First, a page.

Thursday, April 15, 2004

Historic site invites rights pioneer

By Kevin Aldridge
The Cincinnati Enquirer

AVONDALE - The Rev. Fred Shuttlesworth, who battled Bull Connor in Birmingham and marched with the Rev. Dr. Martin Luther King Jr., will be the featured speaker at the grand opening of the Brown v. Board of Education National Historic Site in Topeka, Kan.

The ceremony is May 17 - the 50th anniversary of the landmark Supreme Court ruling that segregation in public schools was inherently unequal. More than 1,000 visitors are expected.

Shuttlesworth, 82, of Avondale, is the last of the civil rights movement's "Big Three," which included King and the Rev. Ralph Abernathy. He is best known for fighting to integrate public schools in Birmingham. He was once beaten for trying to enroll his children in an all-white school.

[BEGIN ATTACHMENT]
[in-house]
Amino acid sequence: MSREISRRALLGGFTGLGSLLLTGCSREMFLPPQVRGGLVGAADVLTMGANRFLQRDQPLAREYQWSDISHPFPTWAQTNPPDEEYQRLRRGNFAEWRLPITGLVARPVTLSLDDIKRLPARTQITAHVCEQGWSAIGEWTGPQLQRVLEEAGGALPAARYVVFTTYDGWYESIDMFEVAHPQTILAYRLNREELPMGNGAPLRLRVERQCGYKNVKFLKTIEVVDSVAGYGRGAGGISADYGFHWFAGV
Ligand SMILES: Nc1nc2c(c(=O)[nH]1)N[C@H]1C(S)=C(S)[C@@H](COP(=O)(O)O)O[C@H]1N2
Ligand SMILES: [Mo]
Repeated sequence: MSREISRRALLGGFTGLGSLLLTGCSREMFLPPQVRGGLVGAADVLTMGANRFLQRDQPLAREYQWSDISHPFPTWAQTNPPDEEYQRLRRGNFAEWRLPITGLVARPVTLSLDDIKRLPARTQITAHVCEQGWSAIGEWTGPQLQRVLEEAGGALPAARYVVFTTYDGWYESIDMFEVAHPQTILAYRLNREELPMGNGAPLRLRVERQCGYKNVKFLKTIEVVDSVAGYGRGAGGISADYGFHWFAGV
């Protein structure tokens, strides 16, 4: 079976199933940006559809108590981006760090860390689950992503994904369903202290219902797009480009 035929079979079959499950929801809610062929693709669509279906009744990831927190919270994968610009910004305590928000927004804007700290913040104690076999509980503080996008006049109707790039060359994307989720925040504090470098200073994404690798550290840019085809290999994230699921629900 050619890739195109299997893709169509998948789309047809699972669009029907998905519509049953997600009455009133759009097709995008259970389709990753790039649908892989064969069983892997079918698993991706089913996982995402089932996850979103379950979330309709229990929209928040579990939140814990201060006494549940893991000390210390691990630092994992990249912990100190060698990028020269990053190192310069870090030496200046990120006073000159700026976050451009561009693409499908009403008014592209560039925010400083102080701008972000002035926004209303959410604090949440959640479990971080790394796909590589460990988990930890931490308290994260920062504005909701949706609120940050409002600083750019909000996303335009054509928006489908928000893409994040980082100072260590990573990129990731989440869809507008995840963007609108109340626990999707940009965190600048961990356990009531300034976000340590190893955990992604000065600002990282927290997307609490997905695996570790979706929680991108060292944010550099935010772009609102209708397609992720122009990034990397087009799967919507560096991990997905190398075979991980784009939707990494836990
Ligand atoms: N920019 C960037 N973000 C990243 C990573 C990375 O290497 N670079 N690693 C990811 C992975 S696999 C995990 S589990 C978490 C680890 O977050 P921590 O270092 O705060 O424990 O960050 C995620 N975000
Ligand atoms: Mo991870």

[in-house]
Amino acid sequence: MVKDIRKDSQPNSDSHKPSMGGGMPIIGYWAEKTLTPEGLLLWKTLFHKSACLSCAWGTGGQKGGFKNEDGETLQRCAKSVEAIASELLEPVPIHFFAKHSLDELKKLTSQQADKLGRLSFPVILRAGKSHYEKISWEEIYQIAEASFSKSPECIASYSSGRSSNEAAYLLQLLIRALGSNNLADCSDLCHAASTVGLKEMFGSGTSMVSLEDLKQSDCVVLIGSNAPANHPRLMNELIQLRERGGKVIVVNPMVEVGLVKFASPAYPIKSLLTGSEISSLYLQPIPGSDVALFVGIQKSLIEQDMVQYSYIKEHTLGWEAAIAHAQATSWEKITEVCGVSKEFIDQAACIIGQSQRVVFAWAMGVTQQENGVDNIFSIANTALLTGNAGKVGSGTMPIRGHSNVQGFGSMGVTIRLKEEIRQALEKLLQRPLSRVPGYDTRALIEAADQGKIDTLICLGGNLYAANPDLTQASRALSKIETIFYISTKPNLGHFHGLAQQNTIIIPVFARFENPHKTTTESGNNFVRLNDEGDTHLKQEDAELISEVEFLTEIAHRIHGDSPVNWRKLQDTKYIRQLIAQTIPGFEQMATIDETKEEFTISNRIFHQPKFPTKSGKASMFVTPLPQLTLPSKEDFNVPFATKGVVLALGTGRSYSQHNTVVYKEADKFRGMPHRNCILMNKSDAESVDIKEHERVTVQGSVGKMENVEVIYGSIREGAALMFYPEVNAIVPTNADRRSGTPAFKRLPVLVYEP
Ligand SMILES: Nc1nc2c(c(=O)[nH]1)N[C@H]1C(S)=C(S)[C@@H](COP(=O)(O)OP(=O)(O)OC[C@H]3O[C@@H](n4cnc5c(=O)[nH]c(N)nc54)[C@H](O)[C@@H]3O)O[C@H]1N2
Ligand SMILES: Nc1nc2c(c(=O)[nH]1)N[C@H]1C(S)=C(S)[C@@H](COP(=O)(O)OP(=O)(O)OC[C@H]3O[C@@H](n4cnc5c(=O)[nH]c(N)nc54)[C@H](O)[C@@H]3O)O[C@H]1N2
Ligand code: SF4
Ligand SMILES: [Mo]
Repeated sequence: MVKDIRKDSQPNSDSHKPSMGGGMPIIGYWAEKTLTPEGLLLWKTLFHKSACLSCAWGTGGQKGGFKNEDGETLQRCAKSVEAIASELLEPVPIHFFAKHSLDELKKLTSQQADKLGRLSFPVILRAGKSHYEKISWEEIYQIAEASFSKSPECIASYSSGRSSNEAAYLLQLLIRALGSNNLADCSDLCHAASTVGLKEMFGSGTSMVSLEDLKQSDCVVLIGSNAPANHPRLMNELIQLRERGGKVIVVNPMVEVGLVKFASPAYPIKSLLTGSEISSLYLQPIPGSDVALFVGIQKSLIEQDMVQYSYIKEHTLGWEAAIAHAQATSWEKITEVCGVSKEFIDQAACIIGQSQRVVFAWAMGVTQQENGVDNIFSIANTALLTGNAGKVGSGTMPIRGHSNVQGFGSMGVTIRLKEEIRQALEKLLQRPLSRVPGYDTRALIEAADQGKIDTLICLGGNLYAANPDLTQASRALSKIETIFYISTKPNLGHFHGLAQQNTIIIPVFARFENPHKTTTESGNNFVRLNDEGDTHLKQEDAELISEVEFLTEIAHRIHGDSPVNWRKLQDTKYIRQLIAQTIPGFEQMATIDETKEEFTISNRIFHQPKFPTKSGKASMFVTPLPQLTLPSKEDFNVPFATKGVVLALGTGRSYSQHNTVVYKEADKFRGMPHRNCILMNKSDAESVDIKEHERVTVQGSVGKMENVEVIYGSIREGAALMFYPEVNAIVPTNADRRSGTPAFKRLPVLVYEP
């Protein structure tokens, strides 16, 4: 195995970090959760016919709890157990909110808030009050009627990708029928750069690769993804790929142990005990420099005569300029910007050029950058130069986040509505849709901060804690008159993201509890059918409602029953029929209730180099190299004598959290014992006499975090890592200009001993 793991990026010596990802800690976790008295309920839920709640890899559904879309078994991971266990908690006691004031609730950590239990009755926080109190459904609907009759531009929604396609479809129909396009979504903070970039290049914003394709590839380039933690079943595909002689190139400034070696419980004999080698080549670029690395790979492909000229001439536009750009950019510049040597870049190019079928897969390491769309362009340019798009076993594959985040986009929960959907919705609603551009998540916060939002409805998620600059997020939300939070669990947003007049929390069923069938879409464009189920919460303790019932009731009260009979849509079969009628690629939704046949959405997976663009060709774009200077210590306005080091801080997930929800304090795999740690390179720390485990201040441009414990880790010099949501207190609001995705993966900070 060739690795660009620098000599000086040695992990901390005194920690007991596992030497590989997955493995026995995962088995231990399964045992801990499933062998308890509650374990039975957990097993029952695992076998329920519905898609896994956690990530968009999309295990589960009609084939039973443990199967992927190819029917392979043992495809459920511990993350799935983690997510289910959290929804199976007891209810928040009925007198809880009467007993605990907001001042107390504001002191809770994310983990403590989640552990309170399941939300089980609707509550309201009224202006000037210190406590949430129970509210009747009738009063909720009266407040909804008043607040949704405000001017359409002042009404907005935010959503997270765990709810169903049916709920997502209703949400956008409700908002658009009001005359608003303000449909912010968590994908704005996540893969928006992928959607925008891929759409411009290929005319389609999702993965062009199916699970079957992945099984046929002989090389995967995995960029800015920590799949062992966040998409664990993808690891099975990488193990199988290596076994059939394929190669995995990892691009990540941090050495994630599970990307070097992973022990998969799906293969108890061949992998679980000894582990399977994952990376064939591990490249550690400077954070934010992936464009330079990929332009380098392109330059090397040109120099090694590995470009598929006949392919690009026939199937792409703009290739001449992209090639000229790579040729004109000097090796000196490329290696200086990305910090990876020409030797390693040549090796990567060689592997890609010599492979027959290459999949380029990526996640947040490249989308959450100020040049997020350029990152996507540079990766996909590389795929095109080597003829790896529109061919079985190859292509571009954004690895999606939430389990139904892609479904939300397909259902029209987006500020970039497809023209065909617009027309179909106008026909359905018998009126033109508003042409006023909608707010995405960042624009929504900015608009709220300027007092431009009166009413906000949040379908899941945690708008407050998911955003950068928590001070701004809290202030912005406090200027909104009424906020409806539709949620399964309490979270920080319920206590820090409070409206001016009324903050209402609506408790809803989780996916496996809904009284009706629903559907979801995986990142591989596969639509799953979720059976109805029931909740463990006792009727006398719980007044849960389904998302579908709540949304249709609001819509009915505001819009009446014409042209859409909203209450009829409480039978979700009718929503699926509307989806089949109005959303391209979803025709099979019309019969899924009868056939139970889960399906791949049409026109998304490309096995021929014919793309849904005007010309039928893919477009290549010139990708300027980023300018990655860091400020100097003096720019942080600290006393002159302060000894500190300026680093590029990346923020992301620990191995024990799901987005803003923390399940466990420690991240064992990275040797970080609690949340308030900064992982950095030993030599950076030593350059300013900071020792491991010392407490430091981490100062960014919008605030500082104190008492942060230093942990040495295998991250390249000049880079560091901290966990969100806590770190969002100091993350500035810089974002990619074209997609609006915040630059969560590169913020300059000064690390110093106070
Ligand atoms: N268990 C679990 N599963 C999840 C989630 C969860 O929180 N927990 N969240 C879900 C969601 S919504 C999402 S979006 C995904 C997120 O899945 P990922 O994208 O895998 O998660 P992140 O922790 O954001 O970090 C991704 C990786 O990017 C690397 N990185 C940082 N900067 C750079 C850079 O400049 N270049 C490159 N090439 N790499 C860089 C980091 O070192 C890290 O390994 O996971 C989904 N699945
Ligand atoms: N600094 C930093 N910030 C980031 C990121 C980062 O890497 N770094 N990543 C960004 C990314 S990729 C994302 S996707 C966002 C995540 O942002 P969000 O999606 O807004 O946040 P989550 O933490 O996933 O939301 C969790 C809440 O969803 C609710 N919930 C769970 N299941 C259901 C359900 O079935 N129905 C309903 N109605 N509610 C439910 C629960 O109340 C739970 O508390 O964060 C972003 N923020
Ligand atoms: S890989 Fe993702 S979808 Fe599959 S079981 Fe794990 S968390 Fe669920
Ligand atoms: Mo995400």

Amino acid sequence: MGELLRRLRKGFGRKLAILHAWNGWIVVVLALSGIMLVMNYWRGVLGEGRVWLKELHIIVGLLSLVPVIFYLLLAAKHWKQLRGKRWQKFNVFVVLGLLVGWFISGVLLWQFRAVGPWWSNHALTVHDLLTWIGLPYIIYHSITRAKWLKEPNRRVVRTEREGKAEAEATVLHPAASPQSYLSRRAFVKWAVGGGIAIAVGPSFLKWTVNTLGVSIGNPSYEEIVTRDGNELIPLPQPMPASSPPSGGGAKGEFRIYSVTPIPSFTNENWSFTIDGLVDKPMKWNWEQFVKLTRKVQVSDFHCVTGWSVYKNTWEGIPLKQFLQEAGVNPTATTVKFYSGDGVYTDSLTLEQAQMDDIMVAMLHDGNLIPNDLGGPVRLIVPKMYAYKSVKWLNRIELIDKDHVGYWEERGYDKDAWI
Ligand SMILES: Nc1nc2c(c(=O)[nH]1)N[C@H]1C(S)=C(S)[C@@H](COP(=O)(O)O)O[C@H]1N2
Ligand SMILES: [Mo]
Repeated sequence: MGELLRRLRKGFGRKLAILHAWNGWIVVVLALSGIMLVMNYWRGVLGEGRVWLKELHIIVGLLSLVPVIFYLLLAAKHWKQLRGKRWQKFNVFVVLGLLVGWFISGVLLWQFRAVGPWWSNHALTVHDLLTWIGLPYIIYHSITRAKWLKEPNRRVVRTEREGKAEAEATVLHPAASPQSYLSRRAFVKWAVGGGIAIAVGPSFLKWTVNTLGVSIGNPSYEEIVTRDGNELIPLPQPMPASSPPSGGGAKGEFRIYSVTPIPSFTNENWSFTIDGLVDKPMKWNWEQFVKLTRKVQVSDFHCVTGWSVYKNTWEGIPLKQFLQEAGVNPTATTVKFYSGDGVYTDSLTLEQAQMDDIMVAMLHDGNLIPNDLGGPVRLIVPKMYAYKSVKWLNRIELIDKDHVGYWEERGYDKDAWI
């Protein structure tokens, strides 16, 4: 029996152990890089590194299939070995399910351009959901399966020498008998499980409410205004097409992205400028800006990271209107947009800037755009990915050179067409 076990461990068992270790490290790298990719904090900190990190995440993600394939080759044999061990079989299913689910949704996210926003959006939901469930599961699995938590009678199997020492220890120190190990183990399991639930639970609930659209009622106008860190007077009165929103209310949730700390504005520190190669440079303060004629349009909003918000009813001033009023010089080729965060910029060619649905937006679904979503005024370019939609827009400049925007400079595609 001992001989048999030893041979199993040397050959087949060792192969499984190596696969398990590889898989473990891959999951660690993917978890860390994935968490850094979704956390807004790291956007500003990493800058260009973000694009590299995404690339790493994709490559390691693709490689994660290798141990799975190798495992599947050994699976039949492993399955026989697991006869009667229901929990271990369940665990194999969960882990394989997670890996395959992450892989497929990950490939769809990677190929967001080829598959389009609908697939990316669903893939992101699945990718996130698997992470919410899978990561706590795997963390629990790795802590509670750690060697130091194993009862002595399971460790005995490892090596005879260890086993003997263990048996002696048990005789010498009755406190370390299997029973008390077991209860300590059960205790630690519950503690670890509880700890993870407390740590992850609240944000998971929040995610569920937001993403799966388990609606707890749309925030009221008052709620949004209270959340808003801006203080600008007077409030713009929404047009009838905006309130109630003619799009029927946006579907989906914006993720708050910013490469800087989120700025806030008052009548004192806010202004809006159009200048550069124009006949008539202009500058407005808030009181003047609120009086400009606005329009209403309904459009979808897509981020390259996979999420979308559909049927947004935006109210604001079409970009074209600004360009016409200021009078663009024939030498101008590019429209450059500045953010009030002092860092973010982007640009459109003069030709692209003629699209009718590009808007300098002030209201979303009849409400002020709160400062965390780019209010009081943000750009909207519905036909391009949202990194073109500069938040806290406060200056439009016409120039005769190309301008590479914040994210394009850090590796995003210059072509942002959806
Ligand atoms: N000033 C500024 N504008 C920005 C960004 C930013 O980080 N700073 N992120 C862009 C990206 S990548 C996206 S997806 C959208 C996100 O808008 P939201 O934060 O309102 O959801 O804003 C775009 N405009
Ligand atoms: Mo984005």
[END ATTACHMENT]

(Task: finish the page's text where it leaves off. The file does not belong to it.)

"It was a pretty easy decision to invite Reverend Shuttlesworth to be our speaker," said LaTonya Miller, a spokeswoman for the National Park Service. "When you look at the civil rights movement, you can't help but recognize his contributions."

Shuttlesworth could not be reached for comment Wednesday.

Congress on Oct. 26, 1992, approved creation of the historic site. The 2-acre site consists of the newly renovated Monroe School, one of four segregated elementary schools that once served African-American children in Topeka. Exhibits detailing the history of the court case have been placed inside the school.

Shuttlesworth, pastor of Greater New Light Baptist Church in Avondale, headlines a list of regional and national dignitaries that includes NAACP President Julian Bond and Secretary of Education Rod Paige.

Shuttlesworth was a founding member and organizer of the Atlanta-based Southern Christian Leadership Conference and has served as both its secretary and vice president. Late last year, he was appointed to serve as interim president of the SCLC for a period of six to eight months.


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